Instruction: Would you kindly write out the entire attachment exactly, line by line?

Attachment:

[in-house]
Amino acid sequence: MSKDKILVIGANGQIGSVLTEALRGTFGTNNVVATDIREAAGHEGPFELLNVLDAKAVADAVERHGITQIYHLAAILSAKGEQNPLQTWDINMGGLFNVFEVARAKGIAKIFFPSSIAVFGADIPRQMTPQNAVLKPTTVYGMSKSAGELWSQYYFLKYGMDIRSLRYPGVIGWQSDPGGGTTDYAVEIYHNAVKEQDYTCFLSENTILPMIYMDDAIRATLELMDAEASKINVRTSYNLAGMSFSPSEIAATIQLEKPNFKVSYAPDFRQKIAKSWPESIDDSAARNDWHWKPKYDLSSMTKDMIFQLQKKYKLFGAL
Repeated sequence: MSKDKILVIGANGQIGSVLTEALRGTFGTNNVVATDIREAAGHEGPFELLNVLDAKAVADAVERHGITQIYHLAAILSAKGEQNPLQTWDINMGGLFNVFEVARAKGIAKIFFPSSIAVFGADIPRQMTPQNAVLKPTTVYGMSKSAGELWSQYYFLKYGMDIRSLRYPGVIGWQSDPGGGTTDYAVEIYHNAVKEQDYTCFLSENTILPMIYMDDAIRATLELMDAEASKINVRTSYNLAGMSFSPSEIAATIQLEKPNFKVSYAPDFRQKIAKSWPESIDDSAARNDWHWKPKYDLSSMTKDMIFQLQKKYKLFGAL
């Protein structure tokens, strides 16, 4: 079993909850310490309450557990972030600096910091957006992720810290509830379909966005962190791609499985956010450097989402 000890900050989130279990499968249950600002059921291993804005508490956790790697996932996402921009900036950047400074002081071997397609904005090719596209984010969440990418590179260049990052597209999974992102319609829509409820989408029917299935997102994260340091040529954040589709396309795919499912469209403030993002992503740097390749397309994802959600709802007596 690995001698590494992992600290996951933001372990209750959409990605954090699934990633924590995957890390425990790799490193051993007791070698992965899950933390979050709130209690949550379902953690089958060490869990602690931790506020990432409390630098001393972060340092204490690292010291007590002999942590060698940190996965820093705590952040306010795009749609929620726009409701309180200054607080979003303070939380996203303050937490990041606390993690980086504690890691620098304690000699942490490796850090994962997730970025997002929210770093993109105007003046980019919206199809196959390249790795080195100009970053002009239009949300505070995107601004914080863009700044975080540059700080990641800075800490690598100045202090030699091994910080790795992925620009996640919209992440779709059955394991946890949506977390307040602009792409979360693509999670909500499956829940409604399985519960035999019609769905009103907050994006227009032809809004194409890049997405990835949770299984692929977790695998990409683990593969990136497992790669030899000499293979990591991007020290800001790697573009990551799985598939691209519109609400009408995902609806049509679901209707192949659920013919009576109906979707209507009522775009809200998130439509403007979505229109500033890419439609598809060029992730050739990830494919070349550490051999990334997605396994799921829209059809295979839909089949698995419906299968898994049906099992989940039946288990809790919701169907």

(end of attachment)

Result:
[in-house]
Amino acid sequence: MSKDKILVIGANGQIGSVLTEALRGTFGTNNVVATDIREAAGHEGPFELLNVLDAKAVADAVERHGITQIYHLAAILSAKGEQNPLQTWDINMGGLFNVFEVARAKGIAKIFFPSSIAVFGADIPRQMTPQNAVLKPTTVYGMSKSAGELWSQYYFLKYGMDIRSLRYPGVIGWQSDPGGGTTDYAVEIYHNAVKEQDYTCFLSENTILPMIYMDDAIRATLELMDAEASKINVRTSYNLAGMSFSPSEIAATIQLEKPNFKVSYAPDFRQKIAKSWPESIDDSAARNDWHWKPKYDLSSMTKDMIFQLQKKYKLFGAL
Repeated sequence: MSKDKILVIGANGQIGSVLTEALRGTFGTNNVVATDIREAAGHEGPFELLNVLDAKAVADAVERHGITQIYHLAAILSAKGEQNPLQTWDINMGGLFNVFEVARAKGIAKIFFPSSIAVFGADIPRQMTPQNAVLKPTTVYGMSKSAGELWSQYYFLKYGMDIRSLRYPGVIGWQSDPGGGTTDYAVEIYHNAVKEQDYTCFLSENTILPMIYMDDAIRATLELMDAEASKINVRTSYNLAGMSFSPSEIAATIQLEKPNFKVSYAPDFRQKIAKSWPESIDDSAARNDWHWKPKYDLSSMTKDMIFQLQKKYKLFGAL
């Protein structure tokens, strides 16, 4: 079993909850310490309450557990972030600096910091957006992720810290509830379909966005962190791609499985956010450097989402 000890900050989130279990499968249950600002059921291993804005508490956790790697996932996402921009900036950047400074002081071997397609904005090719596209984010969440990418590179260049990052597209999974992102319609829509409820989408029917299935997102994260340091040529954040589709396309795919499912469209403030993002992503740097390749397309994802959600709802007596 690995001698590494992992600290996951933001372990209750959409990605954090699934990633924590995957890390425990790799490193051993007791070698992965899950933390979050709130209690949550379902953690089958060490869990602690931790506020990432409390630098001393972060340092204490690292010291007590002999942590060698940190996965820093705590952040306010795009749609929620726009409701309180200054607080979003303070939380996203303050937490990041606390993690980086504690890691620098304690000699942490490796850090994962997730970025997002929210770093993109105007003046980019919206199809196959390249790795080195100009970053002009239009949300505070995107601004914080863009700044975080540059700080990641800075800490690598100045202090030699091994910080790795992925620009996640919209992440779709059955394991946890949506977390307040602009792409979360693509999670909500499956829940409604399985519960035999019609769905009103907050994006227009032809809004194409890049997405990835949770299984692929977790695998990409683990593969990136497992790669030899000499293979990591991007020290800001790697573009990551799985598939691209519109609400009408995902609806049509679901209707192949659920013919009576109906979707209507009522775009809200998130439509403007979505229109500033890419439609598809060029992730050739990830494919070349550490051999990334997605396994799921829209059809295979839909089949698995419906299968898994049906099992989940039946288990809790919701169907």